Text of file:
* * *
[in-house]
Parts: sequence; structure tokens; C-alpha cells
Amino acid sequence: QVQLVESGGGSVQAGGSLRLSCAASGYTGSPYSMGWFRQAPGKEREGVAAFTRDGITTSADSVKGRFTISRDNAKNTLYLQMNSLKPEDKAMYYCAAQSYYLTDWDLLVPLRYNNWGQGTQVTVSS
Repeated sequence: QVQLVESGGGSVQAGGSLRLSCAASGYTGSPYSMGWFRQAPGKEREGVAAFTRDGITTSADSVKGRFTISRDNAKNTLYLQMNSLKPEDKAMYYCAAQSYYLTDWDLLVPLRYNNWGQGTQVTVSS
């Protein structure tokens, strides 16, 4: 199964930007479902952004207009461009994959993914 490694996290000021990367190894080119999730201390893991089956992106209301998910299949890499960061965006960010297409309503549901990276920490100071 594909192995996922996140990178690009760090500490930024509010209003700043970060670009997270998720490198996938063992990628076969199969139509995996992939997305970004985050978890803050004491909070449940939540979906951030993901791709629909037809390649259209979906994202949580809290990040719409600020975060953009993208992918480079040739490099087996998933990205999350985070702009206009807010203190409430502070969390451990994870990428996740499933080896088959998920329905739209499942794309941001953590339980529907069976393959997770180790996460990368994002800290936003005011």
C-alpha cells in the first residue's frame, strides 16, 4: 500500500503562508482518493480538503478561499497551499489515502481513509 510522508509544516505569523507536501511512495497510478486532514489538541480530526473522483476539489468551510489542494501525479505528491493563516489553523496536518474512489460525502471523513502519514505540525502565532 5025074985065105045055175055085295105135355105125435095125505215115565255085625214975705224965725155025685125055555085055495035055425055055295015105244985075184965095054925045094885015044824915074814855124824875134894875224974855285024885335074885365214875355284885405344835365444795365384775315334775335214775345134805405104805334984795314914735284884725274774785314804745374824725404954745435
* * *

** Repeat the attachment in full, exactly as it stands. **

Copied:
[in-house]
Parts: sequence; structure tokens; C-alpha cells
Amino acid sequence: QVQLVESGGGSVQAGGSLRLSCAASGYTGSPYSMGWFRQAPGKEREGVAAFTRDGITTSADSVKGRFTISRDNAKNTLYLQMNSLKPEDKAMYYCAAQSYYLTDWDLLVPLRYNNWGQGTQVTVSS
Repeated sequence: QVQLVESGGGSVQAGGSLRLSCAASGYTGSPYSMGWFRQAPGKEREGVAAFTRDGITTSADSVKGRFTISRDNAKNTLYLQMNSLKPEDKAMYYCAAQSYYLTDWDLLVPLRYNNWGQGTQVTVSS
């Protein structure tokens, strides 16, 4: 199964930007479902952004207009461009994959993914 490694996290000021990367190894080119999730201390893991089956992106209301998910299949890499960061965006960010297409309503549901990276920490100071 594909192995996922996140990178690009760090500490930024509010209003700043970060670009997270998720490198996938063992990628076969199969139509995996992939997305970004985050978890803050004491909070449940939540979906951030993901791709629909037809390649259209979906994202949580809290990040719409600020975060953009993208992918480079040739490099087996998933990205999350985070702009206009807010203190409430502070969390451990994870990428996740499933080896088959998920329905739209499942794309941001953590339980529907069976393959997770180790996460990368994002800290936003005011």
C-alpha cells in the first residue's frame, strides 16, 4: 500500500503562508482518493480538503478561499497551499489515502481513509 510522508509544516505569523507536501511512495497510478486532514489538541480530526473522483476539489468551510489542494501525479505528491493563516489553523496536518474512489460525502471523513502519514505540525502565532 5025074985065105045055175055085295105135355105125435095125505215115565255085625214975705224965725155025685125055555085055495035055425055055295015105244985075184965095054925045094885015044824915074814855124824875134894875224974855285024885335074885365214875355284885405344835365444795365384775315334775335214775345134805405104805334984795314914735284884725274774785314804745374824725404954745435